A 2005 workshop at the Tyndall Centre assessed the performance of the media and found that its sensationalist approach simplified complex issues, while its "balanced" coverage ignored the consensual scientific view, awarding a few skeptics equal billing. The workshop also noted a seminal study from Philadelphia's Drexel University, which found the U.S. media subservient to (at least) or controlled by (at worst) the fossil fuel industry.
A classic example of the bad marriage between a compromised media and a slacking public fuels another of Schellnhuber's tipping points. We've known since 1985, when scientists first reported a "hole" above Antarctica, that chlorofluorocarbons deplete ozone in the stratosphere. Two years later the world mobilized to sign the first Montreal Protocol phasing out ozone-destroying chemicals.
All seemed well enough. Kofi Annan called the Montreal Protocol one of the undoubted success stories of international cooperation. Yet along with the hole over the Antarctic, and the newer ozone dimple over the Arctic, a general thinning is under way everywhere else on earth at the rate of about 3 percent per decade. Schellnhuber calls the ozone hole the mother of all tipping points since it tips even as we declare victory.
In June 2006 researchers from NASA, NOAA, and the National Center for Atmospheric Research announced findings that the hole will take 20 more years than previously predicted—that is, until 2018—to begin significant healing. This is partly the result of a paradoxical effect of global warming: It actually makes the stratosphere cooler, and a cooler stratosphere slows ozone repair. Yet the critical new findings, the snowballing data, go largely unreported.
Similarly, we hear about the connection between ozone depletion, skin cancers, and cataracts but very little about the fact that increased ultraviolet radiation will also impair or destroy phytoplankton. Without these tiny marine plants turning inorganic sunlight into organic life, none of us would or will be here.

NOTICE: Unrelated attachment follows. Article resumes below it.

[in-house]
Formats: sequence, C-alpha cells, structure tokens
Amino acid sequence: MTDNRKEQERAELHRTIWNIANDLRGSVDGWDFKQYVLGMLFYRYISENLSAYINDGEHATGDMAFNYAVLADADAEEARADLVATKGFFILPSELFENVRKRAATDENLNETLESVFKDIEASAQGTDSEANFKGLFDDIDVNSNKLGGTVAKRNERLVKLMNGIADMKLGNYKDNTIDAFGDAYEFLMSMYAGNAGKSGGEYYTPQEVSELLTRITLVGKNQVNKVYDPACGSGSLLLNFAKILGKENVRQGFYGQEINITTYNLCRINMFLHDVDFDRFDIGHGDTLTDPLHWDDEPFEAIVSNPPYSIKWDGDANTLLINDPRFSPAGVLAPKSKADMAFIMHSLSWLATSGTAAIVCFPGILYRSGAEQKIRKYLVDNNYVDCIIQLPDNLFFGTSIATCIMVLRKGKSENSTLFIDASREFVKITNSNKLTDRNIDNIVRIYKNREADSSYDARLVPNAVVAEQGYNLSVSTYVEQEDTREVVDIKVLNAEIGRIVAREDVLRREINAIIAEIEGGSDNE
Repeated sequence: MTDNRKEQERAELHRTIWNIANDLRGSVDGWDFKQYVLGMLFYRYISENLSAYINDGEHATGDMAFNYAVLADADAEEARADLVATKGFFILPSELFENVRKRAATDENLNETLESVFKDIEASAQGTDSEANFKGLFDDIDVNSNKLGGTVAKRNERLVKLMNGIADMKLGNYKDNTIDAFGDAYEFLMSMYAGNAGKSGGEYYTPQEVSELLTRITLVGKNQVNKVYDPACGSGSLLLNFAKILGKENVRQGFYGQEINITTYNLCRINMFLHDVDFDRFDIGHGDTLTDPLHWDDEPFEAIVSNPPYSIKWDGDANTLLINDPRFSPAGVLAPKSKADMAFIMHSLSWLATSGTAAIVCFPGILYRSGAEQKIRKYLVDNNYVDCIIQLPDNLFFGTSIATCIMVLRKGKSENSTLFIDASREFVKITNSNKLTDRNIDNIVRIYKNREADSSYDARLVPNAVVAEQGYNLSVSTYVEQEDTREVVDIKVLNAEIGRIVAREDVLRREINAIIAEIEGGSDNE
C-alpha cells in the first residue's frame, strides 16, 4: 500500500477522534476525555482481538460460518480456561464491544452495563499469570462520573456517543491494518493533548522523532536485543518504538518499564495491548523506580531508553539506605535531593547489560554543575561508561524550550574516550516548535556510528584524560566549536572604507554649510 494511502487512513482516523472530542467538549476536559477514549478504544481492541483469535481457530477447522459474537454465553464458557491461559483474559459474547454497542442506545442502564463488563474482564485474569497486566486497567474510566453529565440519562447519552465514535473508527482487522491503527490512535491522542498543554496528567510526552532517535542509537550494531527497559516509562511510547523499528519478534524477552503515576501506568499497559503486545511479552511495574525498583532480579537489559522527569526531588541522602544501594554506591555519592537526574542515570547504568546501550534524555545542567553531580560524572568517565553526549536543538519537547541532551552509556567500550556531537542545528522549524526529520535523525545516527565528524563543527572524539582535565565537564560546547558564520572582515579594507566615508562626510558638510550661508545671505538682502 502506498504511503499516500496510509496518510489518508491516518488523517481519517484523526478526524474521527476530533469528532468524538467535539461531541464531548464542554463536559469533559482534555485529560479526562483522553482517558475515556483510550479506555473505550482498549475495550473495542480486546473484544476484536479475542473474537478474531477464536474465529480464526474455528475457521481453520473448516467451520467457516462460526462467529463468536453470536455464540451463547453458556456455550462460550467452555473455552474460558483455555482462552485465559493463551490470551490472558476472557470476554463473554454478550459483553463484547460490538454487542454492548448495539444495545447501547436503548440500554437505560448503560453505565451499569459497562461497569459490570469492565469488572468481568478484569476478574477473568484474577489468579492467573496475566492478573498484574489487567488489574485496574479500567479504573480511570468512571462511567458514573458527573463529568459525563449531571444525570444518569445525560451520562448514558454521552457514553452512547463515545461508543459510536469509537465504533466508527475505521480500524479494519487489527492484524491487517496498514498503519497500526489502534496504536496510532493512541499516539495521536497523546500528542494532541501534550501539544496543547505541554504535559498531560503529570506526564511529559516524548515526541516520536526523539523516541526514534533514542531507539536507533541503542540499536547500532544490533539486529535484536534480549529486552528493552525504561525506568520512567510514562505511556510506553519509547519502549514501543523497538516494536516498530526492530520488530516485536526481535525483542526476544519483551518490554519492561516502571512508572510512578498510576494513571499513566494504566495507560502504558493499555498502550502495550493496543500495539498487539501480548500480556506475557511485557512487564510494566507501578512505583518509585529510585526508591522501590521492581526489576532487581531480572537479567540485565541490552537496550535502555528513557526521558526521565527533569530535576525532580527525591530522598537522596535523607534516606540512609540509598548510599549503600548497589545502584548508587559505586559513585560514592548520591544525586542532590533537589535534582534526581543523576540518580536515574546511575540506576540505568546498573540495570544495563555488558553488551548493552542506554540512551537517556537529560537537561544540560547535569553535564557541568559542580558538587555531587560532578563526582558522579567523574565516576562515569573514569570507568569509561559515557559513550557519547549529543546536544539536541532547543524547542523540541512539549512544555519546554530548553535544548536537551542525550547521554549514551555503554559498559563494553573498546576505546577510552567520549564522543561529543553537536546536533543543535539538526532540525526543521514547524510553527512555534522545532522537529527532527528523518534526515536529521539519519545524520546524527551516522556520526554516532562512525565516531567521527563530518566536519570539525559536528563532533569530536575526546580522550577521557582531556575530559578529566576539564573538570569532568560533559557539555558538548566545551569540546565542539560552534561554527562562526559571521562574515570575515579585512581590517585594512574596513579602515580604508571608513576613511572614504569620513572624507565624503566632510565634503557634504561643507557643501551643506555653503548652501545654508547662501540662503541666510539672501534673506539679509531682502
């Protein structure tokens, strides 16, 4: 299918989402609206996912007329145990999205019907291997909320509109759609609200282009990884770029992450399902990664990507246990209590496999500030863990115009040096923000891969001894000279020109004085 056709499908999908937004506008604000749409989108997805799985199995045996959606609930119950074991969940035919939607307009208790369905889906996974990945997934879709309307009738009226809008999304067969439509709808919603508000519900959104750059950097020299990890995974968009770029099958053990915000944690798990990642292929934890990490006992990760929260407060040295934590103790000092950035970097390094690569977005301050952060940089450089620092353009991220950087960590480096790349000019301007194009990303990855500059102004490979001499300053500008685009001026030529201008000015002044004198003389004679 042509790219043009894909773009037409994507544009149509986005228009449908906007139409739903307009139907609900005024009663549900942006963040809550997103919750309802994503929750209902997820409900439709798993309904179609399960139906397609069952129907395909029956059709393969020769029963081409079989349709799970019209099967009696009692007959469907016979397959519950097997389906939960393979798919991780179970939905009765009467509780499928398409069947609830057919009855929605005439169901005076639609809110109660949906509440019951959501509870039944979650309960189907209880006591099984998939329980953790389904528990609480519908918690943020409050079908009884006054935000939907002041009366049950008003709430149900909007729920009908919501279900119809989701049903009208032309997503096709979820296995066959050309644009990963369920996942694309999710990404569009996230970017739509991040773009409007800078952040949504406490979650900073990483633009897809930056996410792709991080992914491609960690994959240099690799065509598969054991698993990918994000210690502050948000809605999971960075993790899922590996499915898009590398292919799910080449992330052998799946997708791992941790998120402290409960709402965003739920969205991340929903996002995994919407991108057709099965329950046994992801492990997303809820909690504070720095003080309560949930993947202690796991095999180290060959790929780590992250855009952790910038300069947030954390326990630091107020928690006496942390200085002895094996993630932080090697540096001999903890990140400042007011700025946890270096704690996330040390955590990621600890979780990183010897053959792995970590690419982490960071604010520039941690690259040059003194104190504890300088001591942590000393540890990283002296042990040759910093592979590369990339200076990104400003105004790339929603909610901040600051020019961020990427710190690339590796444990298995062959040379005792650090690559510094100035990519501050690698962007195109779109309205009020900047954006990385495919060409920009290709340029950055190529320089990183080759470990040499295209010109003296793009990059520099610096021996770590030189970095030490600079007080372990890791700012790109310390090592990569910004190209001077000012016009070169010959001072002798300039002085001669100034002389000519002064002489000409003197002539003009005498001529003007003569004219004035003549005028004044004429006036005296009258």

Although they live underwater, phytoplankton mitigate atmospheric carbon dioxide more powerfully than any other known agent. They are critical counterweights to another tipping point: the Antarctic Circumpolar Current (ACC), which circulates 34 billion gallons of water around Antarctica every second, carrying nutrients from the depths to the surface.
A 2006 Princeton study identified this current of the Southern Ocean as the key global player in the balance between the nutrient and carbon cycles of our planet. Put simply, the more nutrients in Antarctic waters, the less carbon dioxide in earth's atmosphere, because the nutrients fuel the phytoplankton that absorb CO2. Moreover, when these phytoplankton die, they sink, taking their CO2 load with them to the cold bottom of the ocean and sequestering it there. But global warming is predicted to slow the nutrient upwelling, affecting phytoplankton populations in the Pacific, Indian, and Atlantic oceans, too.
Just as the oceans affect the atmosphere, so the land affects the oceans. In another of Schellnhuber's tipping points, global warming is expected to shrink the Sahara by increasing rainfall along its southern border. A greener Sahara will emit less airborne desert dust to seed the Atlantic and feed its phytoplankton, to suppress hurricane formation, and to fertilize the CO2-eating trees of Amazonia. Hardly a neighborhood on earth will look the same if Africa tips.
THE GAME THEORY OF COCKROACH DEMOCRACY
Recent research out of the Université Libre de Bruxelles in Belgium shows that cockroaches live in a democracy composed of individuals with equal standing that consult to reach consensus on decisions affecting the whole group. These decisions are made nonhierarchically and in the absence of perfect knowledge. Somehow these simple creatures balance the inevitable conflicts between cooperation and competition in ways that benefit all.
Some dolphins manage this social dilemma ingeniously, too. At 5.5 feet long and 150 pounds, Tahitian spinner dolphins are among the world's smallest cetaceans, inhabiting the tropical waters of the globe, often in close proximity to coral reefs. They live in flexible, ever-changing groups composing what the late Ken Norris of the University of California-Santa Cruz called "a society of remarkably cooperative friends."